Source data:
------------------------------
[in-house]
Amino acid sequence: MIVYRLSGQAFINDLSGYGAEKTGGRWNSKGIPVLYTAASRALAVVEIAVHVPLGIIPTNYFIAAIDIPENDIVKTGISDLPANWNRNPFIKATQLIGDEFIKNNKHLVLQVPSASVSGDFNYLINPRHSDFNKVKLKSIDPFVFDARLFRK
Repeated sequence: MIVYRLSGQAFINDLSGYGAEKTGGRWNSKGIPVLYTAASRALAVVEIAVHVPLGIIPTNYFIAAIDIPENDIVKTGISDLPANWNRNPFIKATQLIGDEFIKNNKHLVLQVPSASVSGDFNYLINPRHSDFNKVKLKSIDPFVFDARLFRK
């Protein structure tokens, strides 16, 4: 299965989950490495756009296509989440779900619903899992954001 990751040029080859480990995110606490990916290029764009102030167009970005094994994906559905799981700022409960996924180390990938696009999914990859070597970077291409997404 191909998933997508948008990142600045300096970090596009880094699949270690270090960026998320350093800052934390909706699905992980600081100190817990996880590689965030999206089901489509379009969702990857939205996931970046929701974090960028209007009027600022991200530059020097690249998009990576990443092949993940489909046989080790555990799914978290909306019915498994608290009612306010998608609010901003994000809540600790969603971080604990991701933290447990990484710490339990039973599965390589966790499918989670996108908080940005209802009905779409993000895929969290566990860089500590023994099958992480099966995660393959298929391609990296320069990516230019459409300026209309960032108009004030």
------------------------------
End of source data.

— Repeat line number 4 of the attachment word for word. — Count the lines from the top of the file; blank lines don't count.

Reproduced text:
């Protein structure tokens, strides 16, 4: 299965989950490495756009296509989440779900619903899992954001 990751040029080859480990995110606490990916290029764009102030167009970005094994994906559905799981700022409960996924180390990938696009999914990859070597970077291409997404 191909998933997508948008990142600045300096970090596009880094699949270690270090960026998320350093800052934390909706699905992980600081100190817990996880590689965030999206089901489509379009969702990857939205996931970046929701974090960028209007009027600022991200530059020097690249998009990576990443092949993940489909046989080790555990799914978290909306019915498994608290009612306010998608609010901003994000809540600790969603971080604990991701933290447990990484710490339990039973599965390589966790499918989670996108908080940005209802009905779409993000895929969290566990860089500590023994099958992480099966995660393959298929391609990296320069990516230019459409300026209309960032108009004030």